‘The education mainly focuses on talent and professional development. In addition, money will be made available to create a favorable climate for so-called cultural creators.’
Cultural life in Zeeland is largely dependent on a group of highly valued but aging volunteers and administrators. “A new generation of professionals is needed to make the cultural sector future-proof. It requires a new course.’ The implementation program Culture 2023 describes which activities the province will carry out in the coming year to achieve this professionalisation. “There is a lot of innovation in all areas, from heritage to art,” said Anita Pijpelink, deputy of the province of Zeeland. “Of course, we still provide grants to institutions and initiatives with great regional value, but we also invest in new networks, talent development and a good professional climate. We therefore see culture not only as a leisure activity, but also as a creative economy that contributes to solutions to social issues and changes. This will make culture a top economic sector with national and international appeal.”
When different parties within a sector come together, it creates opportunities. For example, on subsidies. ‘This movement has been going on for some time in the film sector and pop music. A quartermaster is currently mapping out how Zeeland’s venues and festivals can be strengthened in a future-oriented way. There is a good chance that the quartermaster’s results can also be applied to other parts of the cultural sector.’
The second part of the program focuses on guiding artistic talents in their artistic and business development. Three trials start within this program. Within a first attempt, Teaterproduktionshuset Zeeland, Vleeshal and Musikskolen Zeeland will guide artistic talents to develop their own artistic signature and working method.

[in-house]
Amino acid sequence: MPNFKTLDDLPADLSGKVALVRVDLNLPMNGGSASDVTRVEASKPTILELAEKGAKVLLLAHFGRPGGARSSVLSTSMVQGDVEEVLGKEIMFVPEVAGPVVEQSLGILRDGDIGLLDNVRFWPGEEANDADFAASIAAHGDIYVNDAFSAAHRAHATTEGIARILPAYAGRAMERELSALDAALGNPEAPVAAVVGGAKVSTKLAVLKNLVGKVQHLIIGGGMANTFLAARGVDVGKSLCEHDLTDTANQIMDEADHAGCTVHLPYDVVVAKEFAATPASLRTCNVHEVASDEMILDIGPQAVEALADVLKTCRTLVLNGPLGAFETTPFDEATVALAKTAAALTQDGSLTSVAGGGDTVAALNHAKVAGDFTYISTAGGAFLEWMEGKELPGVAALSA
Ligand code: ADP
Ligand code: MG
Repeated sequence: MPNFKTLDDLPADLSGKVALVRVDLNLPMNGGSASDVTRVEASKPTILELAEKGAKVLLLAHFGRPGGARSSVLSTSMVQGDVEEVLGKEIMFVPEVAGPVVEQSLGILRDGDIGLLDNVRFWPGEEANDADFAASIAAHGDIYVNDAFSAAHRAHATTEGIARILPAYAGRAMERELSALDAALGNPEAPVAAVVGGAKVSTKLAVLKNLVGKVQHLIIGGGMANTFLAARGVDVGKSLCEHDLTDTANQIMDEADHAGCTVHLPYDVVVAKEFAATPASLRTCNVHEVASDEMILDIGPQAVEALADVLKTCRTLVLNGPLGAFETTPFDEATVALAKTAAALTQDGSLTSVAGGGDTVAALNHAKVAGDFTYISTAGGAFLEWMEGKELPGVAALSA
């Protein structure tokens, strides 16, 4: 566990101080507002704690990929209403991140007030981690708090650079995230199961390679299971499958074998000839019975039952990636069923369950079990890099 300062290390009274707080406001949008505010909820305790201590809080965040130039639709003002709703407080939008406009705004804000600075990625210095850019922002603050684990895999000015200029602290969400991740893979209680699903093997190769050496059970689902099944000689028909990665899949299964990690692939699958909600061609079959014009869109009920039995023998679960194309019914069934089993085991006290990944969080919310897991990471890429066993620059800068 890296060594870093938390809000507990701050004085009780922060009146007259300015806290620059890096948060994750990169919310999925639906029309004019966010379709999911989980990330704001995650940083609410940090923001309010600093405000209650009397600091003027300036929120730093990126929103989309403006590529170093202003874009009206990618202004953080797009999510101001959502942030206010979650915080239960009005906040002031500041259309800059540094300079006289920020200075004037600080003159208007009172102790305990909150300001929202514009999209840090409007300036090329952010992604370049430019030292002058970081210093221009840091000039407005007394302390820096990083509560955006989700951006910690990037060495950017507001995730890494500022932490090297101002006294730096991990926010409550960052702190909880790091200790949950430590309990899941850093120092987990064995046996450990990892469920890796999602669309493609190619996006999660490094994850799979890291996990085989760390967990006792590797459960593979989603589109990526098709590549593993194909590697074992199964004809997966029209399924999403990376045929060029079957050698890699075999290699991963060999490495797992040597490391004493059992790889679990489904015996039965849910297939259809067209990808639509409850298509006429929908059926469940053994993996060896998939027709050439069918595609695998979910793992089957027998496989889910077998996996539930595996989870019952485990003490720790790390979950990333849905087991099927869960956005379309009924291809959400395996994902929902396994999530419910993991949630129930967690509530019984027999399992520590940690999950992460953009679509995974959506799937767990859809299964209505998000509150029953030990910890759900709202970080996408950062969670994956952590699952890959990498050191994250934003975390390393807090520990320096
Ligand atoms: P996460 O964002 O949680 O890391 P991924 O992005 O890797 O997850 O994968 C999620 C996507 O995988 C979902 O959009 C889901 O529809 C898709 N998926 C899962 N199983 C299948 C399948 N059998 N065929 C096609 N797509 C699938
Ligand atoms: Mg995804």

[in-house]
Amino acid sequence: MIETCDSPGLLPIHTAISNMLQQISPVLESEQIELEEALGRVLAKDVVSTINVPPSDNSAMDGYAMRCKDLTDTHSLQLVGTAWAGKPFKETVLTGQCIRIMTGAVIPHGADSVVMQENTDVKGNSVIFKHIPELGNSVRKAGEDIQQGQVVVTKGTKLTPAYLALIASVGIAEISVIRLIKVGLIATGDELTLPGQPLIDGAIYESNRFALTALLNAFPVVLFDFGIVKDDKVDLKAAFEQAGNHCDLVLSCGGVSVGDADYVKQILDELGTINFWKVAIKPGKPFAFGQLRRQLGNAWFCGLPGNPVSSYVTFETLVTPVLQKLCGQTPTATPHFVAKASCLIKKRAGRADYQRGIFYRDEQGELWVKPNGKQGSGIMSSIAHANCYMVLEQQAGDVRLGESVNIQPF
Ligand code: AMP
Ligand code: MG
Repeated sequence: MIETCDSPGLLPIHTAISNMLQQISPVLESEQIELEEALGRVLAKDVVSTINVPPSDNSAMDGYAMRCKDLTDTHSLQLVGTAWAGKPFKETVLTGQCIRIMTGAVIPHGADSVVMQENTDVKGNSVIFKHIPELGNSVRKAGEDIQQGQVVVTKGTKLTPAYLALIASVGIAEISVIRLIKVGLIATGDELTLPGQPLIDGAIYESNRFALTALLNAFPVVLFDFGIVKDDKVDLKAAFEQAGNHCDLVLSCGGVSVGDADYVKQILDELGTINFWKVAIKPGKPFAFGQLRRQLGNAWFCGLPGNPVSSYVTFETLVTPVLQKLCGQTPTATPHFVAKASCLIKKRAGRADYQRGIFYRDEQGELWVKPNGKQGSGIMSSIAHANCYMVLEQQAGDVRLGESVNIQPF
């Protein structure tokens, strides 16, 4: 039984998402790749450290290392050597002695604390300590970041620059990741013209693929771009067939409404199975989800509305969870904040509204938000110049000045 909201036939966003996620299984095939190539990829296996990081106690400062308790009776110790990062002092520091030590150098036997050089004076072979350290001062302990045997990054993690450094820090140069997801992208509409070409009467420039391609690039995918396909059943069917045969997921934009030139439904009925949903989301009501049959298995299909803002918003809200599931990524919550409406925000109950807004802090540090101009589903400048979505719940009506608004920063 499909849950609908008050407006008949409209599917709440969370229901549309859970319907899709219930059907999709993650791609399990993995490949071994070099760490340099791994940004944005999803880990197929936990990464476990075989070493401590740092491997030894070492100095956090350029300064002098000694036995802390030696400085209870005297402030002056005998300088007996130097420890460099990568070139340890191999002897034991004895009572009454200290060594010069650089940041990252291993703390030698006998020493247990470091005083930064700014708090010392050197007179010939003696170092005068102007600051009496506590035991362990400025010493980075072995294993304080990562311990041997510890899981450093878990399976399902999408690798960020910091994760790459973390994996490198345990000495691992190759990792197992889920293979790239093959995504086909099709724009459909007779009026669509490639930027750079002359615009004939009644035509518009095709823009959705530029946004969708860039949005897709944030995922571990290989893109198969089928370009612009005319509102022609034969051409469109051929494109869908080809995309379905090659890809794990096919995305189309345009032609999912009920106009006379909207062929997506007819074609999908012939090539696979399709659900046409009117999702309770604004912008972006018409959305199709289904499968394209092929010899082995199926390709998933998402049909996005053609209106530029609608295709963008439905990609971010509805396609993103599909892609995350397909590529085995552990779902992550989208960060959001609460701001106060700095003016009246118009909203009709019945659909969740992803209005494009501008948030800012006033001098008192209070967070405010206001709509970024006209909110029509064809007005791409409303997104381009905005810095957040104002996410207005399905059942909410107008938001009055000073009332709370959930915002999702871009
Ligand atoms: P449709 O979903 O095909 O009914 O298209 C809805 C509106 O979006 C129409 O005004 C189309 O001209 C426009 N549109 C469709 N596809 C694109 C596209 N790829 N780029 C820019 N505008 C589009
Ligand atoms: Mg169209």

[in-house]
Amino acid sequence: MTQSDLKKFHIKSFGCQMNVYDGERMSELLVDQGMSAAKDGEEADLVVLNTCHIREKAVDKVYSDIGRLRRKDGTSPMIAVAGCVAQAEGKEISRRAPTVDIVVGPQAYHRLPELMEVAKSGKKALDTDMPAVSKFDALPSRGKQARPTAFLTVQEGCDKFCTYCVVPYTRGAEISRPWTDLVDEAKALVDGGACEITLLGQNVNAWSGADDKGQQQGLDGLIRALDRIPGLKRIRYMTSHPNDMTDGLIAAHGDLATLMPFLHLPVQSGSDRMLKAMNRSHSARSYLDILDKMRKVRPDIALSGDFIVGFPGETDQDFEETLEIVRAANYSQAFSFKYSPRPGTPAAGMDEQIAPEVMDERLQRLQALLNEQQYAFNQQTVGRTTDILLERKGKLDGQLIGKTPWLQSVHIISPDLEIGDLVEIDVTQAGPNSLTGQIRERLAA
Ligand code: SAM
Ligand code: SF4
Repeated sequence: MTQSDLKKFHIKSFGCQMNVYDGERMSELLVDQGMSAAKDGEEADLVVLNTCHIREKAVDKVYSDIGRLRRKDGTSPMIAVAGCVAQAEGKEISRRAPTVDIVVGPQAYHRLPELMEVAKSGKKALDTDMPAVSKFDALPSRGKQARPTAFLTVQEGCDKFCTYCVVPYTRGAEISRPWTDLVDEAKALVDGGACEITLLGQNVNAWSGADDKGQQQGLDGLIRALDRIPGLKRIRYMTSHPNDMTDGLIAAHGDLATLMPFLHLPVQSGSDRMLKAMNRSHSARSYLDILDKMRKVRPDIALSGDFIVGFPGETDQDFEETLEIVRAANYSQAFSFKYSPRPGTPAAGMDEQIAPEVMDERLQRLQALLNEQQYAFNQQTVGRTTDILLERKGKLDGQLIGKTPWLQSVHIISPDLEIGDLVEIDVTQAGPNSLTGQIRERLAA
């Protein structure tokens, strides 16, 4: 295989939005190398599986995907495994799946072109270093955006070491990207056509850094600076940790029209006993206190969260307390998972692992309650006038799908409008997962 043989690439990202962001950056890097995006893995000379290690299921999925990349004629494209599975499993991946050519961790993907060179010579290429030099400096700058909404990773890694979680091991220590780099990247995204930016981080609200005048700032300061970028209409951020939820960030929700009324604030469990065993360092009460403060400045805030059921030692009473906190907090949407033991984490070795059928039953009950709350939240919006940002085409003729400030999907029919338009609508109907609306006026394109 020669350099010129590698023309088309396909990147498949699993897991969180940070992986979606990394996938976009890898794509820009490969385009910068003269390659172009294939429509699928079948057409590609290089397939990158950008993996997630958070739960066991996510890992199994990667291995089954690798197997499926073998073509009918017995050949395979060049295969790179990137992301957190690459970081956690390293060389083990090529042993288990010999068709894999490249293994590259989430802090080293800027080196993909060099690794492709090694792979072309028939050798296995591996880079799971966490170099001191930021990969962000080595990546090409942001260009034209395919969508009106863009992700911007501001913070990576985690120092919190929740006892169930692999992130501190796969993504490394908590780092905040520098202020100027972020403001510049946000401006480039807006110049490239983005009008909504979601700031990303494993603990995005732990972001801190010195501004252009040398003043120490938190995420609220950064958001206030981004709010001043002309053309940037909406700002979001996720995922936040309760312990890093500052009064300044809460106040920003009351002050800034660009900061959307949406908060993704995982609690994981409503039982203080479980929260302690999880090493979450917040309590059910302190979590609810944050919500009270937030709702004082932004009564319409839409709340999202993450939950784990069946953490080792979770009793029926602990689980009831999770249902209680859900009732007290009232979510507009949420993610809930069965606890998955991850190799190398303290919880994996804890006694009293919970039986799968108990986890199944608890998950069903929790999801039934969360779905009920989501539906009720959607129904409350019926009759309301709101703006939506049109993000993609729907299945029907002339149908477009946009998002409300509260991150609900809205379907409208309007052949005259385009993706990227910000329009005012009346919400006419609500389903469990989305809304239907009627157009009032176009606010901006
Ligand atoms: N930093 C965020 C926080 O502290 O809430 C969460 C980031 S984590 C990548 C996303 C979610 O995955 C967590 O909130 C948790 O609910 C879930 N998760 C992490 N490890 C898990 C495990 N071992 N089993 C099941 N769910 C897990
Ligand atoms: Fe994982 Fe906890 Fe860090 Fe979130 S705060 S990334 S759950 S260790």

Another test is Leeuwenpoort. ‘This initiative offers various residencies where graduates from Dutch art academies and universities make an innovative contribution to current themes such as the climate crisis or rising water levels through art and research. Leeuwenpoort wants to establish a connection with education in Zeeland.’
Finally, Fabriq is a research experiment for art and industry based in Terneuzen. New collaboration methods are developed on the basis of tasks, presentations and exhibitions, where artists, innovative industry and a cultural heritage institution work together.
Investment in education and professional climate
In order to strengthen the educational and professional climate in the cultural sector, Stichting Cultuurkwadraat will play a role as a provincial development company. Cultuurkwadraat will start a program that aims to train a new generation of cultural leaders. ‘With new salaried starter positions, assistant positions and a leadership programme, the uptake, advancement and professionalisation of the sector is taking shape. We also invest in cultural heritage education.’
In times of corona, a large group of cultural professionals, especially the self-employed, proved to be vulnerable. ‘They often could not rely on the support packages from municipalities and provinces. Following an urgent letter and discussions with this group, a Zeeland Artists’ Association has been established to support independent cultural professionals.’ A frequently heard call from artists is also the need for affordable spaces that are available for longer periods of time. ‘That’s why we want to hire an intermediary to help find and arrange studios, workspaces and presentation areas.’
According to the province, more than 1.5 million euros are needed for the implementation of the development program. ‘This pretty much fits within the province’s budget. Part of the resources come from central government; it will provide more than €300,000 annually up to and including 2024 for the renewal of the Zeeland culture sector. The province contributes the same amount.’